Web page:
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Art of Medicine: Thrombotic Microangiopathy

Thrombotic Microangiopathy
The above painting shows a glomerulus containing capillary loop fibrin thrombi, an arteriole with onion-skinning, and acute tubular injury, findings that can be seen in thrombotic microangiopathy.  Morphologic findings of thrombotic microangiopathy that can be seen on a renal biopsy include arteriolar or capillary loop fibrin or platelet thrombi, red blood cell fragmentation within glomerular capillary loops or within arteries, mesangiolysis, endothelial cell swelling,  glomerular basement membrane duplication, mucoid intimal edema of arteries, and a myointimal proliferation surrounding arterioles (onion-skinning like reaction). Thrombotic microangiopathy (TMA) has a wide clinical differential diagnosis, which can have substantial morphologic overlap on a kidney...

Antiphospholipid Antibody Syndrome

This biopsy shows glomerular arteriolar and capillary thrombi characteristic of thrombotic microangiopathy (TMA). Immunofluorescence studies (not shown) are negative for significant glomerular or tubulointerstitial immune complex deposits. The clinical history corresponding to such findings might involve an adult female patient with a history of rheumatoid arthritis and multiple miscarriages who presents with non-nephrotic range proteinuria, microscopic hematuria, hypertension, and no mental status changes. Laboratory workup could show thrombocytopenia, elevated LDH, low haptoglobin, and a positive lupus anticoagulant, and imaging studies might confirm findings of systemic thrombosis. A clinical diagnosis of antiphospholipid antibody syndrome related to underlying autoimmune disease (rheumatoid arthritis)...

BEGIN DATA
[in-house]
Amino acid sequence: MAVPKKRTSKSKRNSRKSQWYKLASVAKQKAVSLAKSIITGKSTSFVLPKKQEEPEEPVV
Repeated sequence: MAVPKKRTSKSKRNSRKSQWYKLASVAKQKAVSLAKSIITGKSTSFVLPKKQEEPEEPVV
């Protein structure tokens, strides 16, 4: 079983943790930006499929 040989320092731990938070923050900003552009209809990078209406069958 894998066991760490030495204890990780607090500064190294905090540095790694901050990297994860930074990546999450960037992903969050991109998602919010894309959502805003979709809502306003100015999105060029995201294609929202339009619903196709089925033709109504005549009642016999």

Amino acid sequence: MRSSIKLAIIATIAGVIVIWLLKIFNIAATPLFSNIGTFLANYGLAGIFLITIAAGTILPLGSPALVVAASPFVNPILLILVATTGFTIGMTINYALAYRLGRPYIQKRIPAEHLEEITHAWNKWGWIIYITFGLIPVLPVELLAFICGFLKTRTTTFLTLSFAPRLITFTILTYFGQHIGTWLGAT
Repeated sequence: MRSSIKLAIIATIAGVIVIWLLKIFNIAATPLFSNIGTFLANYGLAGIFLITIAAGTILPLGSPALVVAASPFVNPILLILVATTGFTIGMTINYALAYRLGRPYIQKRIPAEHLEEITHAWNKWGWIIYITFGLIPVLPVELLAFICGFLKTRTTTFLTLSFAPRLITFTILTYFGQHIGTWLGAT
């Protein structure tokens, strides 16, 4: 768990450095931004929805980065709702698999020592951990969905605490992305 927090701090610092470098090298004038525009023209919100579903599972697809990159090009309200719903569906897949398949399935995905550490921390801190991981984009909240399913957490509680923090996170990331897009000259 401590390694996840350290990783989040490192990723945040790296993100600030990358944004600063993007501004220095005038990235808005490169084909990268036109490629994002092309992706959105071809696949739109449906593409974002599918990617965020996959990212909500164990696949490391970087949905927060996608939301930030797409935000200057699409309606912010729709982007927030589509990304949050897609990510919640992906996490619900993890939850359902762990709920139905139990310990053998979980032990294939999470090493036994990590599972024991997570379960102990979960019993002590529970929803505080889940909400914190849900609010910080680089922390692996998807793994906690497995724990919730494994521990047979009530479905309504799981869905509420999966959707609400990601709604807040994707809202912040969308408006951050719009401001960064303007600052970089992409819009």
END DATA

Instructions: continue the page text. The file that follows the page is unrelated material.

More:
Thrombotic Microangiopathy

The image (trichrome stain) shows the characteristic arteriolar lesion of acute thrombotic microangiopathy. Note the prominent mucoid intimal edema and extensive red blood cell fragmentation. The differential diagnosis based on this morphologic lesion is broad, and it includes infection, accelerated hypertension, antiphospholipid antibody syndrome, and malignancy, among others. The kidney biopsy was from a 75-year-old Caucasian woman seen in consultation for acute renal failure and hypertension which developed one week after the onset of severe diarrhea. Laboratory tests showed microangiopathic hemolytic anemia, and stool cultures were positive for Shiga toxin-producing E. coli. Hepatitis, ANA, anti-glomerular basement membrane, and ANCA tests...

Postpartum HUS

This 22-year-old Caucasian female presented with acute renal failure and proteinuria five days after delivering her first child. The pregnancy was uneventful. Serum creatinine at presentation was 6.2 mg/dL (baseline of 0.8 mg/dL), hemoglobin 2.5 g/dL, platelets 22,000 and LDH 2300 U/L. The biopsy shows glomeruli with endocapillary fibrin thrombi, associated with segmental mesangiolysis and red blood cell fragmentation.  These findings are diagnostic of a thrombotic microangiopathy (TMA).  Numerous etiologies may lead to a TMA, all of which show morphologic overlap with no morphologic finding specific for a single etiology.  Given the clinical history and the timing of disease presentation...